Small and smart – researchers and doctors cooperate and innovate in Freiburg

Research teams at the University of Freiburg are developing new biomedical tools that have the potential to revolutionize and streamline diagnostic procedures. Scientists and engineers at the Freiburg Center for Interactive Materials and Bioinspired Technologies (FIT), the university’s Department of Microsystems Engineering (IMTEK), and the cluster of excellence CIBSS – the Centre for Integrative Biological Signalling Studies, are designing sensors capable of rapidly, inexpensively, and accurately detecting some types of cancer and other diseases.

Woman; Quelle: GettyImages/Martin-Barraud
© GettyImages/Martin-Barraud

Microsystems engineer Dr. Can Dincer leads a junior research group at FIT and is the head of the Disposable Microsystems group at the Laboratory for Sensors at IMTEK. He is involved in a range of programs. One team has already developed a system for sensing raised hydrogen peroxide (H2O2) levels – a sign of lung inflammation caused by asthma or lung cancer, for example – in breath. In an interview with the university's online magazine, Dincer explained, “We can measure the H2O2 content of exhaled, simulated breath using a simple and inexpensive method.”

A specially-treated paper sensor with electrodes printed on it is the system's lynchpin. It is small enough to fit into conventional respiratory masks. The group has applied to patent the technology, which has a broad range of applications. Extending its use for non-invasive glucose monitoring, for example, is being done in cooperation with Imperial College in London.

FIT, IMTEK, and CIBSS are refining another innovation that uses CRISPR gene scissors in combination with electrochemical biosensors to detect microRNA (miRNA) from the blood of patients suspected of having cancer or Alzheimer's. Scientists and doctors in Bonn, Vienna and Vorarlberg, Austria, are contributing to it in different projects. "What's special about our system is that it works without target amplification like polymerase chain reaction, because in that case, specialized devices and chemicals would be required. That makes our system economical and considerably faster than other procedures," said Dincer. His team is aiming to realize a system capable of becoming the first rapid test for diseases with established miRNA markers that can be used right at the doctor's office.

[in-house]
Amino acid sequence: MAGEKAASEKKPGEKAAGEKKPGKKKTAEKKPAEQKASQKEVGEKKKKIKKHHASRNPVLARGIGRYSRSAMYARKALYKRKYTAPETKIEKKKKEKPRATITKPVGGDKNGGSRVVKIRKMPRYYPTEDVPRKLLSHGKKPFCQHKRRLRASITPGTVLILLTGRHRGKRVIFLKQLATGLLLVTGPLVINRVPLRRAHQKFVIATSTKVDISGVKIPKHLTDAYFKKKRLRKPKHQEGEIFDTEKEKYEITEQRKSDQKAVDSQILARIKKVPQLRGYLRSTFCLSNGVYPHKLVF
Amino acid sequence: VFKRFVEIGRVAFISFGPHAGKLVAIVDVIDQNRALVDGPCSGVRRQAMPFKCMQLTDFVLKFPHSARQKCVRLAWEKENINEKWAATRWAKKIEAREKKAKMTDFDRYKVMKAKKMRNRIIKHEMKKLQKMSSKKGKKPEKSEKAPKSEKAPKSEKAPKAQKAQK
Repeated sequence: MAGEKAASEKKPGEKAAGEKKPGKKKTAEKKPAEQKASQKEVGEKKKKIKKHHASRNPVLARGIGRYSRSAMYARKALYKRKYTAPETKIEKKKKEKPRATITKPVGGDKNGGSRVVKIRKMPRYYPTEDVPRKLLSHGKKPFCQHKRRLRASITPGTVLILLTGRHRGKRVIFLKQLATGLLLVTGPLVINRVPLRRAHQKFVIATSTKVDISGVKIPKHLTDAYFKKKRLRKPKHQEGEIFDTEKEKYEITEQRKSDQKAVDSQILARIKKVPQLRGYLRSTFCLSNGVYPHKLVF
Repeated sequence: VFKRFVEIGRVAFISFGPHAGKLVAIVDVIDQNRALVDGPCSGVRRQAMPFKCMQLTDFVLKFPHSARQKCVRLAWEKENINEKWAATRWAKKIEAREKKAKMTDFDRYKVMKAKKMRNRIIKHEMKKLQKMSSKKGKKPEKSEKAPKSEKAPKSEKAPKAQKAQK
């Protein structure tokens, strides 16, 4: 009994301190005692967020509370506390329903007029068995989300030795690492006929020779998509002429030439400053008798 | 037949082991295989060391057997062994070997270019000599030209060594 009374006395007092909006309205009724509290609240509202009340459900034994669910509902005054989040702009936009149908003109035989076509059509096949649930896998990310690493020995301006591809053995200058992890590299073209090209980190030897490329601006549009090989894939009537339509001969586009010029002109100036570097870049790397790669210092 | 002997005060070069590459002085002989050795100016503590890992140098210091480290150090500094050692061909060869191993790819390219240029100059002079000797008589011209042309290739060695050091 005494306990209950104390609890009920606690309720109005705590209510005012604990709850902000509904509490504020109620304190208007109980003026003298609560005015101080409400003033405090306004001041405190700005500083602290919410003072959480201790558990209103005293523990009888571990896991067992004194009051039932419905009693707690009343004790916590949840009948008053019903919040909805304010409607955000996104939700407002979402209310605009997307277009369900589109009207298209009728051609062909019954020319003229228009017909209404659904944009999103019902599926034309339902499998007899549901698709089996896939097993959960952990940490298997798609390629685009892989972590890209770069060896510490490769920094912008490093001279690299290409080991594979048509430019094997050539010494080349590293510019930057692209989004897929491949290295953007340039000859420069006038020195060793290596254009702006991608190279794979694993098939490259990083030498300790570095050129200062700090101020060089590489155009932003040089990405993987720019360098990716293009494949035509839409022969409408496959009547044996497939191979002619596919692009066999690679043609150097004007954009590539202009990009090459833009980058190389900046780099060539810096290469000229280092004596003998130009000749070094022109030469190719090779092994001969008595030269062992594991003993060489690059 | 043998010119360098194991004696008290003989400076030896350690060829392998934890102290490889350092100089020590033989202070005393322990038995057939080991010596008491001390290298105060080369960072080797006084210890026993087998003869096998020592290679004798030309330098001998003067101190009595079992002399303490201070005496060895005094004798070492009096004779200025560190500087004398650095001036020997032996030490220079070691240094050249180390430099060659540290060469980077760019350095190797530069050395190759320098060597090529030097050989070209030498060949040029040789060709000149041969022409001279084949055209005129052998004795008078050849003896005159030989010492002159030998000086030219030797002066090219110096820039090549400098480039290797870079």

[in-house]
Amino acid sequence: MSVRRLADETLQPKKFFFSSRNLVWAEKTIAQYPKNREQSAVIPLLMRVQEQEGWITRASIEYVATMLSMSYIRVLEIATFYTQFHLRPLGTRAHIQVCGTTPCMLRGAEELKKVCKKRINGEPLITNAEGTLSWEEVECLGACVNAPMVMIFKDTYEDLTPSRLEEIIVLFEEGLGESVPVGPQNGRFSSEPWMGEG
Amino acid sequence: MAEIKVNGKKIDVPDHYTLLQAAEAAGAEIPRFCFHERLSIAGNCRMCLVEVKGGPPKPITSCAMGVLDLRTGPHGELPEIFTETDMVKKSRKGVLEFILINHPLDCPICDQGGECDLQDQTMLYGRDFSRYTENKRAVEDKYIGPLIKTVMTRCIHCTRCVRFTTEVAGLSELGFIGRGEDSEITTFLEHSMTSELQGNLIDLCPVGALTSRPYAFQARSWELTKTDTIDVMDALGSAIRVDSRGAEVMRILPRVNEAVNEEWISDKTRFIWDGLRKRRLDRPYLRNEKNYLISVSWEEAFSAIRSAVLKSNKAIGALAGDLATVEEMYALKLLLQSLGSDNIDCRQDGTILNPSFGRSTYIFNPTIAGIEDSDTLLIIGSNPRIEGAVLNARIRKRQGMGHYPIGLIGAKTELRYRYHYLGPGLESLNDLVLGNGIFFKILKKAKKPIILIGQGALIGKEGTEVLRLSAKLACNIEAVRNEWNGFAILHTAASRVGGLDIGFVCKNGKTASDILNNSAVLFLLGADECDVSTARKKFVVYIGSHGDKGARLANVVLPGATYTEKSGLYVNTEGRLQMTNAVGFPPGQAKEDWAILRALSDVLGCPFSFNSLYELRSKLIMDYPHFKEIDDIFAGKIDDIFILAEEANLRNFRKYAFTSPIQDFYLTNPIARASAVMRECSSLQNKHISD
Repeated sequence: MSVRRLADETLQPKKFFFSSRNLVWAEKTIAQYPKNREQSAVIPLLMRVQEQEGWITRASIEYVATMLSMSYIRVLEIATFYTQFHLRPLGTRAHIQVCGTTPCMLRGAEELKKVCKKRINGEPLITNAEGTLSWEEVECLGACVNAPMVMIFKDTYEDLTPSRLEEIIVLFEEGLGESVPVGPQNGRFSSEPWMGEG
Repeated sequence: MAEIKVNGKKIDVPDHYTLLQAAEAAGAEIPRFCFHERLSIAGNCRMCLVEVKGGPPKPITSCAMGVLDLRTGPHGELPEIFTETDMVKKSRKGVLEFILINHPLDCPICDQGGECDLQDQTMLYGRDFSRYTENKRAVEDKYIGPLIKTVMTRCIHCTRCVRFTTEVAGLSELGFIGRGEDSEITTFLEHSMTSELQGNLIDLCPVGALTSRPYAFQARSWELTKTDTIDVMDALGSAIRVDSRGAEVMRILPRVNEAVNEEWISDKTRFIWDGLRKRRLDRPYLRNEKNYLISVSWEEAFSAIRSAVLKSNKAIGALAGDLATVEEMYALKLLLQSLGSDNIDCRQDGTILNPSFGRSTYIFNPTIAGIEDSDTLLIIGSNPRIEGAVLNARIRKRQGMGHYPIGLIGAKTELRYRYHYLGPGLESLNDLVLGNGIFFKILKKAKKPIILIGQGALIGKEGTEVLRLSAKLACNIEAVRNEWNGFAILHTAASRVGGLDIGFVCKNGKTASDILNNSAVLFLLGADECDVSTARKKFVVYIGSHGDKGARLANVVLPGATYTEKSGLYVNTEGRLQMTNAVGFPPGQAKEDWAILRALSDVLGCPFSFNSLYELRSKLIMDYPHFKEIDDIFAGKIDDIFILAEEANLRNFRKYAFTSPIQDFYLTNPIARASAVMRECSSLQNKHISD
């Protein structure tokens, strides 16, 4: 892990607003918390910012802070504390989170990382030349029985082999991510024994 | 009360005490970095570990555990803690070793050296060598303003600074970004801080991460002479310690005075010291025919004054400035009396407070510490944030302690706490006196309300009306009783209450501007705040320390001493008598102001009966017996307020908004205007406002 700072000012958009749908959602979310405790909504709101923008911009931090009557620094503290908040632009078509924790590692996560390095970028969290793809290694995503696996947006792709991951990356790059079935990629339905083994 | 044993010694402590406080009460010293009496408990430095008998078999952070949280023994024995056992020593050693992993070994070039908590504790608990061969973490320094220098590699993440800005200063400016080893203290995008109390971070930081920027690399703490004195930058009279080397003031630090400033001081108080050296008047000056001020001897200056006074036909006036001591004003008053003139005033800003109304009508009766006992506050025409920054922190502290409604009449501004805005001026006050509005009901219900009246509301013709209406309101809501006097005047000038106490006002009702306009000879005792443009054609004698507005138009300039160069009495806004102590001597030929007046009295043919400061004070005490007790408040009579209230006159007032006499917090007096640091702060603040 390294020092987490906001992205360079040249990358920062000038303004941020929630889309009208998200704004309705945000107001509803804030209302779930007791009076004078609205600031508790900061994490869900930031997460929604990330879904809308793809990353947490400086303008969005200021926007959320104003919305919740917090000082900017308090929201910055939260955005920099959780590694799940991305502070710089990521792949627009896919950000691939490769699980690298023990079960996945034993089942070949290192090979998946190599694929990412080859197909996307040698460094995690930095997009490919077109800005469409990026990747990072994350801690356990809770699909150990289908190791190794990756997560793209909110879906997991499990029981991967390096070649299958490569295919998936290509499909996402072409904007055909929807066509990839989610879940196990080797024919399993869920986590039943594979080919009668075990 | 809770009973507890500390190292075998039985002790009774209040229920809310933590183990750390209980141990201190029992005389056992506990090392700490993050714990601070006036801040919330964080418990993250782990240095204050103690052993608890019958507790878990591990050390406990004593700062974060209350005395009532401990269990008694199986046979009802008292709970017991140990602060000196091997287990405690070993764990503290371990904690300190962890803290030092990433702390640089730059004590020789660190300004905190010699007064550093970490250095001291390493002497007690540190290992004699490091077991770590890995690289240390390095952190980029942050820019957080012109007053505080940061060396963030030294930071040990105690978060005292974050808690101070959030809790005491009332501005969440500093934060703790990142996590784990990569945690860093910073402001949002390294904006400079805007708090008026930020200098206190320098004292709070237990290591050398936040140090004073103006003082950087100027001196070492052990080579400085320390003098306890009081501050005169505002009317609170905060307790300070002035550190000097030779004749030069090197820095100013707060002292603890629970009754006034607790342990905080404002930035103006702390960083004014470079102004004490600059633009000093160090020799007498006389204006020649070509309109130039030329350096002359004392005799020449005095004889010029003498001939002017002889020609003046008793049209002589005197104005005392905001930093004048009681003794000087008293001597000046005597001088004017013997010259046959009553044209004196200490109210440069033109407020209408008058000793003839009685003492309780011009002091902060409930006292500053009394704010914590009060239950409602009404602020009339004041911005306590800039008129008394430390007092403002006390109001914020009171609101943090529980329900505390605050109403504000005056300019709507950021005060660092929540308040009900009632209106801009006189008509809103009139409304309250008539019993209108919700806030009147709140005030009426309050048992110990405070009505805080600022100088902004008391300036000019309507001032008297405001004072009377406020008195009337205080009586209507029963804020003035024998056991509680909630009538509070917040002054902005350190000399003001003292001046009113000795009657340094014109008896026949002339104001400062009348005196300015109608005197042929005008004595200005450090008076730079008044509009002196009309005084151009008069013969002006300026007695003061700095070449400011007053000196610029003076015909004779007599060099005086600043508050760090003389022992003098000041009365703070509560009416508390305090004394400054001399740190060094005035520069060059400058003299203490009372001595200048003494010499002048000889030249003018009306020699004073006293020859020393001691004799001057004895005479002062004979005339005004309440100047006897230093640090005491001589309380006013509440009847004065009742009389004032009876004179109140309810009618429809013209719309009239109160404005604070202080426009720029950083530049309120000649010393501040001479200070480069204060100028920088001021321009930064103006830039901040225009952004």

The lion's share of the funding for this work currently comes from the German Research Foundation (DFG). The researchers are now exploring possible start-up opportunities. At the same time, Dincer is investigating the VIP+ program of Germany's Federal Ministry of Education and Research (BMBF) and the "EXIST – University-Based Business Start-Ups" program of the Federal Ministry for Economic Affairs and Energy (BMWi) to promote these activities.

These projects reflect what makes Germany a world leader in innovation, particularly in the areas of medical biotechnology – including diagnostics and therapies. Interdisciplinary cooperation at home and abroad in basic and applied research coupled with funding programs from foundations, government, and industry contribute to making the country an ideal location for startups and research and development partnerships.

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